|US8700476||Jan 6, 2009||Apr 15, 2014||Patent Cloud Llc||Method and system for facilitating the transfer of intellectual property|
|US8805814 *||Oct 27, 2005||Aug 12, 2014||Elsevier B.V.||Methods and systems for searching databases and displaying search results|
|US8812388||Mar 16, 2007||Aug 19, 2014||Fiserv Investment Solutions, Inc.||Systems and methods for multi-style portfolio (MSP) cash flow enhancement|
|US8818996||Aug 2, 2013||Aug 26, 2014||Patentratings, Llc|
|US9058628 *||Nov 29, 2007||Jun 16, 2015||Ocean Tomo, Llc||Marketplace for trading intangible asset derivatives and a method for trading intangible asset derivatives|
|US9075849||Jul 22, 2014||Jul 7, 2015||Patentratings, Llc|
|US9110971 *||Feb 3, 2010||Aug 18, 2015||Thomson Reuters Global Resources||Method and system for ranking intellectual property documents using claim analysis|
|US9177349||Apr 22, 2011||Nov 3, 2015||Patentratings, Llc||Method and system for rating patents and other intangible assets|
|US9223769||Sep 20, 2012||Dec 29, 2015||Roman Tsibulevskiy||Data processing systems, devices, and methods for content analysis|
|US9256688 *||Aug 9, 2013||Feb 9, 2016||Google Inc.||Ranking content items using predicted performance|
|US9323846||Feb 13, 2014||Apr 26, 2016||Google Inc.||Method, system, and graphical user interface for alerting a computer user to new results for a prior search|
|US20010034695 *||Mar 2, 2001||Oct 25, 2001||Wilkinson William T.||Intellectual property financial markets method and system|
|US20010039505 *||Feb 12, 2001||Nov 8, 2001||Cronin John E.||Automated IP tracking system and method|
|US20010047320 *||May 21, 2001||Nov 29, 2001||Meder Martin G.||Financial instrument transactions based on patent practitioner employment|
|US20020007373 *||May 4, 2001||Jan 17, 2002||Blair Tim W.||System, method, and computer program product for knowledge management|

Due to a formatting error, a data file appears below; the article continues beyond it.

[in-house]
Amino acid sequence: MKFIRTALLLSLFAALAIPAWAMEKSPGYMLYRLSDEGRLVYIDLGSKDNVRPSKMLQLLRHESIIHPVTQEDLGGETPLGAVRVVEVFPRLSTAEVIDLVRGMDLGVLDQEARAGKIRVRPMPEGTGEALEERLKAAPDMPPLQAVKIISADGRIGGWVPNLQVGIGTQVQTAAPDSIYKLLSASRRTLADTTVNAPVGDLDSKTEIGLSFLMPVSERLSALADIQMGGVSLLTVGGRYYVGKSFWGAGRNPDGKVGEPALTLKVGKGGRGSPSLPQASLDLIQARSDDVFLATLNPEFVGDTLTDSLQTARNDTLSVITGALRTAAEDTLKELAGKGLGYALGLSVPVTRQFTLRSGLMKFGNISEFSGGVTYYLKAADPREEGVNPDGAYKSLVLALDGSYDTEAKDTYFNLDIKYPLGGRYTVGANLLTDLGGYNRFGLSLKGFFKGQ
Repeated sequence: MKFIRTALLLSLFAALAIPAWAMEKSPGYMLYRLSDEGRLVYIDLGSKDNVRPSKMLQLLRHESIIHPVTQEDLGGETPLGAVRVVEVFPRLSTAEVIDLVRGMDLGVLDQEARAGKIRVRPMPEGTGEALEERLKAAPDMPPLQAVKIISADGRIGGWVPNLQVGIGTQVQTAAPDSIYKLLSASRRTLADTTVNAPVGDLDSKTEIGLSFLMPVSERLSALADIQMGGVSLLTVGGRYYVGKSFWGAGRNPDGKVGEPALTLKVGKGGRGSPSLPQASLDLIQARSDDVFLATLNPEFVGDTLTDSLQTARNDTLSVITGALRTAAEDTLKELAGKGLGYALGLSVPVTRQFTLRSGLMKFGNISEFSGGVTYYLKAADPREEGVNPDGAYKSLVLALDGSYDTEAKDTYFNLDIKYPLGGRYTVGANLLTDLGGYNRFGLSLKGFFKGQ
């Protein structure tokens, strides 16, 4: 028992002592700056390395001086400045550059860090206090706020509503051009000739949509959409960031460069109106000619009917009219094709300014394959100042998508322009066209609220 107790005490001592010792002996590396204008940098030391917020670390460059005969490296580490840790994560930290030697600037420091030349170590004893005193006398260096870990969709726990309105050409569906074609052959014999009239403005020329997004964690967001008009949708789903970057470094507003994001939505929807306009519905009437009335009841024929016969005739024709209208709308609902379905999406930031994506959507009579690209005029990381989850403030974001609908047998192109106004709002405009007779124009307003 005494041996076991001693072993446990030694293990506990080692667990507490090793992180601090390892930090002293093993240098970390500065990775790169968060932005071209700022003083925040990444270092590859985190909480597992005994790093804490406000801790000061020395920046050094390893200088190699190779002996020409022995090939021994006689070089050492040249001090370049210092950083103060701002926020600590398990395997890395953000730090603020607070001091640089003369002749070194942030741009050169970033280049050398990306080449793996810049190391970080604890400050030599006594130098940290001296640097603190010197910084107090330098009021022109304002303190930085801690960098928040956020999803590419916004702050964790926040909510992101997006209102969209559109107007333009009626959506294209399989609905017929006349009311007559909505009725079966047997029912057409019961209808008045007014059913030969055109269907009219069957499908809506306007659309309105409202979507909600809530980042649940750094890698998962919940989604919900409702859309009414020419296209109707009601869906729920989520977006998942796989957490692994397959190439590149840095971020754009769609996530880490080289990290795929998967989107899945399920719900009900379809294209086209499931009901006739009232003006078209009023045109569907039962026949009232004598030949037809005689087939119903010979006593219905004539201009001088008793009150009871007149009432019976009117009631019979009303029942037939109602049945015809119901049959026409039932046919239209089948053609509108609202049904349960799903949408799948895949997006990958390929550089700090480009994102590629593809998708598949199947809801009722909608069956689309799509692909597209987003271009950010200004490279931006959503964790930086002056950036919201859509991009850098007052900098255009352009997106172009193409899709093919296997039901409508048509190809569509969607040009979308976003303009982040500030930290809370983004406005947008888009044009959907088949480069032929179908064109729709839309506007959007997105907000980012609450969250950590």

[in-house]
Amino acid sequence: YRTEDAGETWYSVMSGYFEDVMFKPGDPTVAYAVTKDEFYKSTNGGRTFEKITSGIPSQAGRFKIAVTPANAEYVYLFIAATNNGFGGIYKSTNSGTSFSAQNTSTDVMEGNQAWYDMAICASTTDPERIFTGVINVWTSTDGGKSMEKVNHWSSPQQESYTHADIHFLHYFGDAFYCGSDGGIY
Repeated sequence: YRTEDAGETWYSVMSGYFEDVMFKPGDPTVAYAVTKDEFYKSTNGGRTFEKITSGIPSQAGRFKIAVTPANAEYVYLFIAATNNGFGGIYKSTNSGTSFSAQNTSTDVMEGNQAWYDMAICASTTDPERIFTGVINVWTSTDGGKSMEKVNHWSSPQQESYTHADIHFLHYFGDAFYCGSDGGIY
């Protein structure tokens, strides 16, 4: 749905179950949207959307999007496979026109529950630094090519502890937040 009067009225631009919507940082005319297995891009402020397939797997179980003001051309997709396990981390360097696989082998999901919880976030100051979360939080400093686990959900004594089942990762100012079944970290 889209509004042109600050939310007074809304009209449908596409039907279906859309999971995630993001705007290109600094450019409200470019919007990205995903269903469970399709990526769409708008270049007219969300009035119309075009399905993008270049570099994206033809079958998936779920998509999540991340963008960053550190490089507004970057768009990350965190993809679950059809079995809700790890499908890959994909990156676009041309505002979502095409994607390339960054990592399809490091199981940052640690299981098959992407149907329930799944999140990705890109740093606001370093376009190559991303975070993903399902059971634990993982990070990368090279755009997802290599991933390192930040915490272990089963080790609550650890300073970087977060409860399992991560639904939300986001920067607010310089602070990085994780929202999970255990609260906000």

|US20020016825 *||Jun 19, 2001||Feb 7, 2002||Jiyunji Uchida||Electronic document classification system|
|US20020032630 *||May 7, 2001||Mar 14, 2002||Karl Peng||System for winning investment selection using collective input and weighted trading and investing|
|US20020035499 *||Feb 23, 2001||Mar 21, 2002||Germeraad Paul B.||Patent-related tools and methodology for use in the merger and acquisition process|
|US20020073004 *||Dec 13, 2000||Jun 13, 2002||Capguard.Com, Inc.||Apparatus and method for assessing market conditions|
|US20020073006 *||Oct 16, 2001||Jun 13, 2002||Goldman Neal D.||Method of identifying potential targets for a capital transaction|
|US20020133447 *||Jan 3, 2002||Sep 19, 2002||Smartfolios, Inc.||Computerized method and system for formulating stock portfolios|
|US20020174081 *||May 1, 2001||Nov 21, 2002||Louis Charbonneau||System and method for valuation of companies|
|US20020198725 *||Jun 21, 2001||Dec 26, 2002||International Business Machines Corporation||Method and system for managing a relationship with a venture company|
|US20030004936 *||Jun 29, 2001||Jan 2, 2003||Epatentmanager.Com||Simultaneous intellectual property search and valuation system and methodology (SIPS-VSM)|
|US20030018556 *||Jul 6, 2001||Jan 23, 2003||Buyside Research Llc||Method and system for comparison and evaluation of investment portfolios|
|US20030036945 *||May 22, 2001||Feb 20, 2003||Del Vecchio Joseph Nicholas||System, method and computer program product for assessing the value of intellectual property|
|US20030040044 *||Aug 1, 2001||Feb 27, 2003||George Heavner||Anti-dual integrin antibodies, compositions, methods and uses|
|US20030046307 *||Jun 22, 2002||Mar 6, 2003||Rivette Kevin G.||Using hyperbolic trees to visualize data generated by patent-centric and group-oriented data processing|
|US20030061064 *||Aug 20, 2002||Mar 27, 2003||Elliott Douglas R.||Method for obtaining and allocating investment income based on the capitalization of intellectual property|
|US20030093927 *||Jan 9, 2003||May 22, 2003||Douglas Dynamics, Inc.||Snowplow mounting assembly|
|US20030130991 *||Mar 26, 2002||Jul 10, 2003||Fidel Reijerse||Knowledge discovery from data sets|
|US20030182141 *||Sep 30, 2002||Sep 25, 2003||Albert Wiedemann||Global IP adminstration process, system & apparatus|
|US20030186302 *||Mar 21, 2003||Oct 2, 2003||Yixin Wang||Colorectal cancer diagnostics|
|US20030186303 *||Mar 21, 2003||Oct 2, 2003||Yixin Wang||Colorectal cancer diagnostics|
|US20030187834 *||Dec 10, 2002||Oct 2, 2003||Fujitsu Limited||Document search method|
|US20030187874 *||Feb 20, 2003||Oct 2, 2003||Andreas Peschel||Computer & Internet software application for global portfolio management system method & apparatus|
|US20030190656 *||Mar 21, 2003||Oct 9, 2003||Yixin Wang||Breast cancer prognostic portfolio|
|US20030194733 *||Mar 21, 2003||Oct 16, 2003||Yixin Wang||Cancer diagnostic panel|